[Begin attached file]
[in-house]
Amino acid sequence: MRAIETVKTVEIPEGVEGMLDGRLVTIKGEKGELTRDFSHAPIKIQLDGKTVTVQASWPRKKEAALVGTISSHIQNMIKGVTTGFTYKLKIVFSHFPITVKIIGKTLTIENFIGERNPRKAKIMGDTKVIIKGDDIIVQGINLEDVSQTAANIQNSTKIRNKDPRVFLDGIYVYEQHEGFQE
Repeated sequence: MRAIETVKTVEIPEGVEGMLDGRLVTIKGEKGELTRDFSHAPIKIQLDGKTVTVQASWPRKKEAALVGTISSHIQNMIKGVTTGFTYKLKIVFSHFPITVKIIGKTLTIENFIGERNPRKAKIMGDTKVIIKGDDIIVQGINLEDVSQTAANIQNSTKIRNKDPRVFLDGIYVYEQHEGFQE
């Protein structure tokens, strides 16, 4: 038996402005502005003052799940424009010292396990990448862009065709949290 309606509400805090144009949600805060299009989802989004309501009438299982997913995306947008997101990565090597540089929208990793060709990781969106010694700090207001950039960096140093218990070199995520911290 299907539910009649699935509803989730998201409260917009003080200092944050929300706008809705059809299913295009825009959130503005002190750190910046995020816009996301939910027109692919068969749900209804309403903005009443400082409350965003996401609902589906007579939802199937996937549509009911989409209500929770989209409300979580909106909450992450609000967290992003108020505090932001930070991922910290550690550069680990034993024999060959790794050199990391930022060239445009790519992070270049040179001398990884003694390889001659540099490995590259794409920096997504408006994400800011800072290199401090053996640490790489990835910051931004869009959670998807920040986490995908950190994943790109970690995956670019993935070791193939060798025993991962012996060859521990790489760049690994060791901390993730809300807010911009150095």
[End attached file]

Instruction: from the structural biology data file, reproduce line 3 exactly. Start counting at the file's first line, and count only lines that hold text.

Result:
Repeated sequence: MRAIETVKTVEIPEGVEGMLDGRLVTIKGEKGELTRDFSHAPIKIQLDGKTVTVQASWPRKKEAALVGTISSHIQNMIKGVTTGFTYKLKIVFSHFPITVKIIGKTLTIENFIGERNPRKAKIMGDTKVIIKGDDIIVQGINLEDVSQTAANIQNSTKIRNKDPRVFLDGIYVYEQHEGFQE